The Kosovo Army as a pretext

Although we have become accustomed to tough and unmerciful words in politics, however, the attack by Sela and Kasami on Zaev because he spoke of “national communist barbarism” crosses some boundaries, and only because Zaev repeated Stoltenberg’s statement

Gorgi Spasov

The decision to form an army in Kosovo has been welcomed joyfully by Albanians in Kosovo, in Macedonia and Albania these days. Ali Ahmeti welcomed the decision with a photograph in the KLA’s military uniform and congratulations on the “monumental achievement”. Prime Minister of Albania Edi Rama on Facebook congratulated the formation of the Army of Kosovo and said: “Blessed is the newly born army of the Republic of Kosovo” and greetings were sent from all pro-government and pro-opposition leaders of the Albanians in the region, who are usually at odds on all other topics.

The decision to form an Army of Kosovo is certainly another step aimed at strengthening the independence of Kosovo and is now just another move by the government in Kosovo to force Serbia to discuss the normalization of relations between the two countries.

After Kosovo failed to become a member of Interpol, despite the support not only from the United States, but also from Macedonia, Croatia, Slovenia and Montenegro, and after Serbian President Aleksandar Vucic declared the “defeat” of Kosovo a major victory for Serbia against “sponsors of Kosovo’s independence,” Pristina proceeded to take a kind of “retaliation” measures against Serbia.

Almost immediately after that event, Kosovo urgently increased import duty on all goods from Serbia and Bosnia and Herzegovina by 100 per cent, and Prime Minister Ramush Haradinaj, despite EU requests to annul the decision on increased customs, announced new “punitive measures” towards Serbia. Thus, according to the Pristina-based newspaper Gazeta Express, the first measure will apply to cars with Serbian license plates, whose owners, when they are in Kosovo territory, will have to place temporary plates. The second measure, according to the newspaper, would be a ban on import of goods from foreign companies produced in Serbia, which have so far not paid a fee of 100 percent. And the third measure would be the decision of the Kosovo government not to recognize the Serbian dinar and Serbian documents, which refer, for example, to the quality of products. The package also announced the decision to form the army in Kosovo, although the process of transforming the Kosovo Security Force into the Kosovo Army was planned quite differently and in other circumstances.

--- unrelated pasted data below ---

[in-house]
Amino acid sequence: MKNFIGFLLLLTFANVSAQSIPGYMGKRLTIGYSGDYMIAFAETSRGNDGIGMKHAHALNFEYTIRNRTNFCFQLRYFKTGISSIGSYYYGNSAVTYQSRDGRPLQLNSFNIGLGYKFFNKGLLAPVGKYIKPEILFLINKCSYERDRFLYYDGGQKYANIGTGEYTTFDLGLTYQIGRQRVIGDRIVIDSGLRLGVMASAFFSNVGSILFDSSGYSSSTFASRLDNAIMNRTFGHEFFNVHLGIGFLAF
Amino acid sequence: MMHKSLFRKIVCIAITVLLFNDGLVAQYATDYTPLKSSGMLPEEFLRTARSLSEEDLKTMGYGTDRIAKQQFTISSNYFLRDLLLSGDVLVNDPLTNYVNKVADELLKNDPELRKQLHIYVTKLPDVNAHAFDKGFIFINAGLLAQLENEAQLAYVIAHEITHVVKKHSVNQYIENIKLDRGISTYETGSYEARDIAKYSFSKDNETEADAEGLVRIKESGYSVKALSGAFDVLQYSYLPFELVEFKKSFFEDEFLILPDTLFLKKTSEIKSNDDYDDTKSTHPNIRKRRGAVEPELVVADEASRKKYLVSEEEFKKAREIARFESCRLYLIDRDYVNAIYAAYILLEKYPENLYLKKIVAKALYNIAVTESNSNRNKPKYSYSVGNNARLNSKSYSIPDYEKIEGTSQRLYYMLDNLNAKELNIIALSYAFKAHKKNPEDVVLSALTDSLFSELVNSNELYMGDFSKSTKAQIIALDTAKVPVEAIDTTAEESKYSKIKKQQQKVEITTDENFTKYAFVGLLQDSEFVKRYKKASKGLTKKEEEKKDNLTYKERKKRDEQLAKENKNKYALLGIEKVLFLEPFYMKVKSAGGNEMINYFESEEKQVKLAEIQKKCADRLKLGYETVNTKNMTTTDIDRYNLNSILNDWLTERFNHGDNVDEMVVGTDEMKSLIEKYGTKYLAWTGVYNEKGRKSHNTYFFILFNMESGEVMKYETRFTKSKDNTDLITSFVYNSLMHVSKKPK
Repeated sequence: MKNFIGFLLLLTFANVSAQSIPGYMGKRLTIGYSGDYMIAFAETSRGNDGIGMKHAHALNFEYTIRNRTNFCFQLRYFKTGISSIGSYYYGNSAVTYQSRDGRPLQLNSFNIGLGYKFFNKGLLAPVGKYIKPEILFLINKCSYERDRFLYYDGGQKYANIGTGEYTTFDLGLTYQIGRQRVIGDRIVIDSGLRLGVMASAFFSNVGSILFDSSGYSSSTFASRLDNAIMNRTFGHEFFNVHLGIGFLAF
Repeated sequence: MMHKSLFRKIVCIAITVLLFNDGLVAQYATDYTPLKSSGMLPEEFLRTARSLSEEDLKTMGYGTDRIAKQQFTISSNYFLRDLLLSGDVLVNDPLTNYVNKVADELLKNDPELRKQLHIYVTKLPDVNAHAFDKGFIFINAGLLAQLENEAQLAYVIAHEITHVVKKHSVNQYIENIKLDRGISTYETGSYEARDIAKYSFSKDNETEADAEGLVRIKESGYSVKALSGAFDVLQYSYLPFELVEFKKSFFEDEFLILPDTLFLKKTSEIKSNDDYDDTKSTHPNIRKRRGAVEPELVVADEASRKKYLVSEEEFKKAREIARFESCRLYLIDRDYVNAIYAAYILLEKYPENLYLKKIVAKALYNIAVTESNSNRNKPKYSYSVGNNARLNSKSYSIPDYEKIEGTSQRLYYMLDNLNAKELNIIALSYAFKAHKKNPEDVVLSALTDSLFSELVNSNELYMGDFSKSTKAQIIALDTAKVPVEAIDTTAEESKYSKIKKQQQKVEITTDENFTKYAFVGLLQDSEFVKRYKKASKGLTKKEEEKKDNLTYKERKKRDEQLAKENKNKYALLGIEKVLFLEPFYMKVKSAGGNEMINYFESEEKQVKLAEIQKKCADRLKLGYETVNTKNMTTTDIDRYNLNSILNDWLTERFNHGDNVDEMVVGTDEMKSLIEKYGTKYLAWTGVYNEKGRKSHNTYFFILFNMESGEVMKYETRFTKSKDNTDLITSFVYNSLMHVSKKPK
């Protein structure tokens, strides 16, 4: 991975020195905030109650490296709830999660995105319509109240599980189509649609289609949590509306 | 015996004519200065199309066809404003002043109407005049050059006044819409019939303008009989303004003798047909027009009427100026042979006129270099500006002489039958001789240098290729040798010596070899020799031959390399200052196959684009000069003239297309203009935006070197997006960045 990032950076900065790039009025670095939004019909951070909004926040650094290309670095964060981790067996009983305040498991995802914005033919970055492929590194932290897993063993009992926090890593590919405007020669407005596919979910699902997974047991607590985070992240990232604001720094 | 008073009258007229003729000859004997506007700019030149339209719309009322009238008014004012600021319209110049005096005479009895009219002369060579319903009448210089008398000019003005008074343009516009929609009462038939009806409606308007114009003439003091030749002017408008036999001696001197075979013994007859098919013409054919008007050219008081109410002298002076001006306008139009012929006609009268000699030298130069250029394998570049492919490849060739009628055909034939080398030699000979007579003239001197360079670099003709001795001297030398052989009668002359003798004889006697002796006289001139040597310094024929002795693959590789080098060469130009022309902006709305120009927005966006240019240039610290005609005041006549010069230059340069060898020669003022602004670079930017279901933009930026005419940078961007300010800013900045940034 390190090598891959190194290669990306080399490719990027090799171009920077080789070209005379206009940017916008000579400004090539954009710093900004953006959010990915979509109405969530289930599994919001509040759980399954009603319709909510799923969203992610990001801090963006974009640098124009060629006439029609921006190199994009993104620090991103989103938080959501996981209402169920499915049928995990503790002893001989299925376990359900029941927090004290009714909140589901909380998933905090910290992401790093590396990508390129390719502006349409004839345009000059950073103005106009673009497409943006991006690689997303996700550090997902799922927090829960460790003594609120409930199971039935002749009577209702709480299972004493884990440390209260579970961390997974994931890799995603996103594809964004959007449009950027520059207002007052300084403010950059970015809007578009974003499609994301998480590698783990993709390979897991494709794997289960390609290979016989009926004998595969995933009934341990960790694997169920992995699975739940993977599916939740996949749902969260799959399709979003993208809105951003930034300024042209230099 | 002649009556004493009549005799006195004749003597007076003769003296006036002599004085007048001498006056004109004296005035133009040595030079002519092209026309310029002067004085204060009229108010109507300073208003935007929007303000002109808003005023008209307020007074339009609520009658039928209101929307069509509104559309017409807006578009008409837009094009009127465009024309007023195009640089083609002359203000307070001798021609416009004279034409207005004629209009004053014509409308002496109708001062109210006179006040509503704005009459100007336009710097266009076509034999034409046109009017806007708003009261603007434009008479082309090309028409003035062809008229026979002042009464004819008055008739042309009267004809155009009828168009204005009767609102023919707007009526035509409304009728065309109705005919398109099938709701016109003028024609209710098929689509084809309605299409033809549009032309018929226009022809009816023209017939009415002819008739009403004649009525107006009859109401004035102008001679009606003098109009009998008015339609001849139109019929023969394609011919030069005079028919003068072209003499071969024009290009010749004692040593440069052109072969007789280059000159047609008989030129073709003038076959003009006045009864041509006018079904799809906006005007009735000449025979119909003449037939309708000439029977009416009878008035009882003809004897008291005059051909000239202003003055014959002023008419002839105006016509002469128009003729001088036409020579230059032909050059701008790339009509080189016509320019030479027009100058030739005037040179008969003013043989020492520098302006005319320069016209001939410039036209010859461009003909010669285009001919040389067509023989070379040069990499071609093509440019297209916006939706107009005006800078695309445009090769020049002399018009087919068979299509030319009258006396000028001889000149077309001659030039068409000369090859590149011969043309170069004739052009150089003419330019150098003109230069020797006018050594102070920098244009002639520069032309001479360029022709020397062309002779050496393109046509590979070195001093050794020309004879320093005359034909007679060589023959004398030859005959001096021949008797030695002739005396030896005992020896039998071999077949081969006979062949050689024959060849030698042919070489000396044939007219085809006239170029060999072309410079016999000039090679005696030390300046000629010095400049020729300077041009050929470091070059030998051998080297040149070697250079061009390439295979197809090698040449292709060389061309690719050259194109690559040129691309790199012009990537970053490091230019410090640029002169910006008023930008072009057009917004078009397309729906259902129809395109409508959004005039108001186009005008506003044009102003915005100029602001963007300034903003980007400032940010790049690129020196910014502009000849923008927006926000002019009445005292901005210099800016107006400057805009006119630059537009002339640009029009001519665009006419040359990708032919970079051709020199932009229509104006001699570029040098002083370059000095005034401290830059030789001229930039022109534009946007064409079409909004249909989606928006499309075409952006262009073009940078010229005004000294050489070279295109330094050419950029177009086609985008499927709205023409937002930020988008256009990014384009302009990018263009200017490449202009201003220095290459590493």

Prior to this decision, NATO Secretary General Jens Stoltenberg and EU Enlargement Commissioner Johannes Hahn tried to persuade the Kosovo government to abolish customs duties on Serbia and not to hurry with the decision to form an army in order to continue the process of normalizing the relations between the two countries under the auspices of the EU.

But after meeting with Johannes Hahn in Pristina, Prime Minister Ramush Haradinaj said: “Twenty years have passed since the war, 10 years since the proclamation of independence, and it is seen that Serbia does not understand otherwise, except when it has to (or is not forced) to deal with you.” And he added: “I believe both the EU and America know that Serbia does not understand a different approach.”

Jens Stoltenberg on December 5 at the NATO Summit with the Western Balkan countries made the following statement: “The intention to continue the transformation of Kosovo’s security services into a military is not a move at the right time and is contrary to the NATO allies’ councils and may have consequences on the Euro-Atlantic integration of Kosovo.”